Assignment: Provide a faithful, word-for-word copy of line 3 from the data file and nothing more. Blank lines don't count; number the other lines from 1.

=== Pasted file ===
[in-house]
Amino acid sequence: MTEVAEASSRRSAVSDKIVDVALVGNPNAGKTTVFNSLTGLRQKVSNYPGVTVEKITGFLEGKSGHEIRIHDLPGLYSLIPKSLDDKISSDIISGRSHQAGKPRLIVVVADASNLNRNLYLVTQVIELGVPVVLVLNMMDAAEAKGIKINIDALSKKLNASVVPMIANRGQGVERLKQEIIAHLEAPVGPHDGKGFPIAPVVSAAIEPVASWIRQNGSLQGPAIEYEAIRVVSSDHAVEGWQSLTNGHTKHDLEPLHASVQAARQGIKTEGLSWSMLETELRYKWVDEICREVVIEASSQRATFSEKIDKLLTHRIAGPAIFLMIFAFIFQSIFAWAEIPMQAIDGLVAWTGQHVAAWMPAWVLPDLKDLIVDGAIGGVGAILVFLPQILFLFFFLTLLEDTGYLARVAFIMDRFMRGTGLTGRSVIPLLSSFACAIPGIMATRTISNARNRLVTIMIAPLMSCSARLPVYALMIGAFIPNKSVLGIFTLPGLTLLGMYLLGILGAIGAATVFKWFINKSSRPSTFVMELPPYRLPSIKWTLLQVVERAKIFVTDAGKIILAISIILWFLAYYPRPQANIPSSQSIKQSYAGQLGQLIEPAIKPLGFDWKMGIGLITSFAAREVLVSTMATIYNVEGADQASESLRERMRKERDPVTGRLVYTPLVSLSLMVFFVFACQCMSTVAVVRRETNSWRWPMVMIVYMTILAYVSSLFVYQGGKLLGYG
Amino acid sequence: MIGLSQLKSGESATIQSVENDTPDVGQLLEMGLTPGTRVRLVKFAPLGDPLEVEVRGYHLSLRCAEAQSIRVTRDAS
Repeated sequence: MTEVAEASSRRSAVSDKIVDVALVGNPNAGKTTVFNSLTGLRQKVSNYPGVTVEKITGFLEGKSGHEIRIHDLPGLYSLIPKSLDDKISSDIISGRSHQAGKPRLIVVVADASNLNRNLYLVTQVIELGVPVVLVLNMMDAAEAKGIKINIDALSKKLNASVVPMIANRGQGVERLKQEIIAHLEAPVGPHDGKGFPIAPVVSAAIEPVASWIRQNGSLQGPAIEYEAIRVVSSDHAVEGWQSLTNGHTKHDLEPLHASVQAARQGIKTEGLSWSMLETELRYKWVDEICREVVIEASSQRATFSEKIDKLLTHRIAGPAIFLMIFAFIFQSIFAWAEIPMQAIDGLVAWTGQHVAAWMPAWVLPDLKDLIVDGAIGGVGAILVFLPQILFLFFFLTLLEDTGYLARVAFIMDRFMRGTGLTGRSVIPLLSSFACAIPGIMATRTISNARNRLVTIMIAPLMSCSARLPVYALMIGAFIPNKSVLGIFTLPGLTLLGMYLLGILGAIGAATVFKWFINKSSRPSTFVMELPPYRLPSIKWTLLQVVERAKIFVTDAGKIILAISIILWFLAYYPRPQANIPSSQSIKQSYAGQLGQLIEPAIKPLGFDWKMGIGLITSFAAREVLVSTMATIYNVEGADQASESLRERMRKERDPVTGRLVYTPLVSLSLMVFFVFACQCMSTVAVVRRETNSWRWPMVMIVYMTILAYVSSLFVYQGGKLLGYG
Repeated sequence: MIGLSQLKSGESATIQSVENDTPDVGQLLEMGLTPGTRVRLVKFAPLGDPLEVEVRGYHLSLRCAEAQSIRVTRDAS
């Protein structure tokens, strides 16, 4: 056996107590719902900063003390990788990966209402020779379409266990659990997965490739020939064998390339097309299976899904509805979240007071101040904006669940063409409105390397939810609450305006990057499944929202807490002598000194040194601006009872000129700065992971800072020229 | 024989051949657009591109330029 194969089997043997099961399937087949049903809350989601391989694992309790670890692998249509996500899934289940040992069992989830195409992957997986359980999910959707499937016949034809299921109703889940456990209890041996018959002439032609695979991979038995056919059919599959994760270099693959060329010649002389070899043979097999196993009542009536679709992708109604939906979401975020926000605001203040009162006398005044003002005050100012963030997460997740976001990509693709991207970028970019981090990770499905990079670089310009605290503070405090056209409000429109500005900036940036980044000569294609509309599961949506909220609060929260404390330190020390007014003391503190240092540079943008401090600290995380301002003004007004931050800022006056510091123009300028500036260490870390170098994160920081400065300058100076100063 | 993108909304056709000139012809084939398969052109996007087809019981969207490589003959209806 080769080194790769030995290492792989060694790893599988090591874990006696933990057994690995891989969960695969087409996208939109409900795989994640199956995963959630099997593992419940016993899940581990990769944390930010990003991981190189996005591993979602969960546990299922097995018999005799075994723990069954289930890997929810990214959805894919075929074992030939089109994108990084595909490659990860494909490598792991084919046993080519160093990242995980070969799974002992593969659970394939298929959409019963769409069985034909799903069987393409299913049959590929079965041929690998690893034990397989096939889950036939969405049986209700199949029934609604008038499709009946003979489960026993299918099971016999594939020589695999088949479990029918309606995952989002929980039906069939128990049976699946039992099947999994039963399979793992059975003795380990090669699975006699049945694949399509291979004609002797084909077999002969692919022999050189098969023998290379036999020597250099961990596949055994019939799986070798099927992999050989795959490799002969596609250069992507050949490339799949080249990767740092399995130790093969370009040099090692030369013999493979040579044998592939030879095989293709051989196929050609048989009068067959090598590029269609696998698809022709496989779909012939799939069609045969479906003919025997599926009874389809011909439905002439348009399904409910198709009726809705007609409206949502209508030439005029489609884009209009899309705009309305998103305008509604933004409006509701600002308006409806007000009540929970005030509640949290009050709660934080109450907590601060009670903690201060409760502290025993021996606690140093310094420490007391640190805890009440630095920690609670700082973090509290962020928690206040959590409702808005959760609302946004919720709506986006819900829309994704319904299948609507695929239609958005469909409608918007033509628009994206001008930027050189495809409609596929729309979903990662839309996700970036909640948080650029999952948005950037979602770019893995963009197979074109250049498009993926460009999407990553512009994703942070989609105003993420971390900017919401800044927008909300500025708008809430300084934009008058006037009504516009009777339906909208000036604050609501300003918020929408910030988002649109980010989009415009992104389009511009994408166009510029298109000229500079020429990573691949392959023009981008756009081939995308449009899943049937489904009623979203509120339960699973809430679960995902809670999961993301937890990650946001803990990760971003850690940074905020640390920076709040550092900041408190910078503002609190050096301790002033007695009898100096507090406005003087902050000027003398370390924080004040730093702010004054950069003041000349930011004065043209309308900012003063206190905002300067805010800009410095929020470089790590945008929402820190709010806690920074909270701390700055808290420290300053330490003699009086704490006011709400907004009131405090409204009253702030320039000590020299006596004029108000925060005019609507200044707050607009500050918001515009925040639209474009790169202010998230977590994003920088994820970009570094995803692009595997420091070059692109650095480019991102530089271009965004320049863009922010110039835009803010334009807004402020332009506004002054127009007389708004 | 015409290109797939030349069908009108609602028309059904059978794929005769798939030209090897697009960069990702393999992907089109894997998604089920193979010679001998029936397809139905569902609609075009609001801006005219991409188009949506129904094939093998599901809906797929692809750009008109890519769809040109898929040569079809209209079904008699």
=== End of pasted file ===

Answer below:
Amino acid sequence: MIGLSQLKSGESATIQSVENDTPDVGQLLEMGLTPGTRVRLVKFAPLGDPLEVEVRGYHLSLRCAEAQSIRVTRDAS